You are taking a water break during your resus shift when you hear “clinical upgrade, acute zone 1”.

You rush back to see a 60-year-old patient holding a bucket of bright red blood and you find out that he has an extensive PMH including HepC cirrhosis.

After handling the initial resuscitation, you consider which additional tests and meds to order when your colleague reminds you to also give ceftriaxone. Why would this help?

UGIB in cirrhotics are due to varices until proven otherwise. These patients commonly have an active bacterial infection or are prone to developing one during their hospitalization (most commonly UTI > SBP > Resp > Bacteremia) [2]. Studies suggest that antibiotics – targeting enteric bacteria — reduce mortality, bacterial complications, and even rebleeding [3, 4]. You can use ceftriaxone (1g/day) or IV quinolones.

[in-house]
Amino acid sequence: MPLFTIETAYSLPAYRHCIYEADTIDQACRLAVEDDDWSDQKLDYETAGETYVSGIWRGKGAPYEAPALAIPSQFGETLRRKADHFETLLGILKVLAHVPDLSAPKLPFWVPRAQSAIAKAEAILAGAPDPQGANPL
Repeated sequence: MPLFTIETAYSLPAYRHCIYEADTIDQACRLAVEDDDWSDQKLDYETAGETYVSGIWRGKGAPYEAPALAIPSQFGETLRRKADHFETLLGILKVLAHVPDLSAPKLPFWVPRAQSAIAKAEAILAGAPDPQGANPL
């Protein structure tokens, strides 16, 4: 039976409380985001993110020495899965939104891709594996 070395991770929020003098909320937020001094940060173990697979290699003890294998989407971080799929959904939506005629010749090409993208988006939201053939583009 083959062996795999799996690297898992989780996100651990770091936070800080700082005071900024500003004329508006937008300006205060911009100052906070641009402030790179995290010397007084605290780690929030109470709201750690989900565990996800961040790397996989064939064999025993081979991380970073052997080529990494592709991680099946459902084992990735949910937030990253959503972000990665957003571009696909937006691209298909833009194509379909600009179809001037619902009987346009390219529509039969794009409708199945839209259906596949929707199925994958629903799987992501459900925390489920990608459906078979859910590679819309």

Want to learn more about intubating the GI bleeder? Check


  1. Johns Hopkins Medicine Gastroenterology & Hepatology. Portal Hypertensive Bleeding. <>
  2. Uptodate: General principles of the management of variceal hemorrhage
  3. Soares-Weiser K, Brezis M, Tur-Kaspa R, Leibovici L. Antibiotic prophylaxis for cirrhotic patients with gastrointestinal bleeding. Cochrane Database Syst Rev. 2002;(2):CD002907.
  4. Chavez-Tapia NC, Barrientos-Gutierrez T, Tellez-Avila F, Soares-Weiser K, Mendez-Sanchez N, Gluud C, Uribe M. Meta-analysis: antibiotic prophylaxis for cirrhotic patients with upper gastrointestinal bleeding – an updated Cochrane review. Aliment Pharmacol Ther. 2011;34(5):509.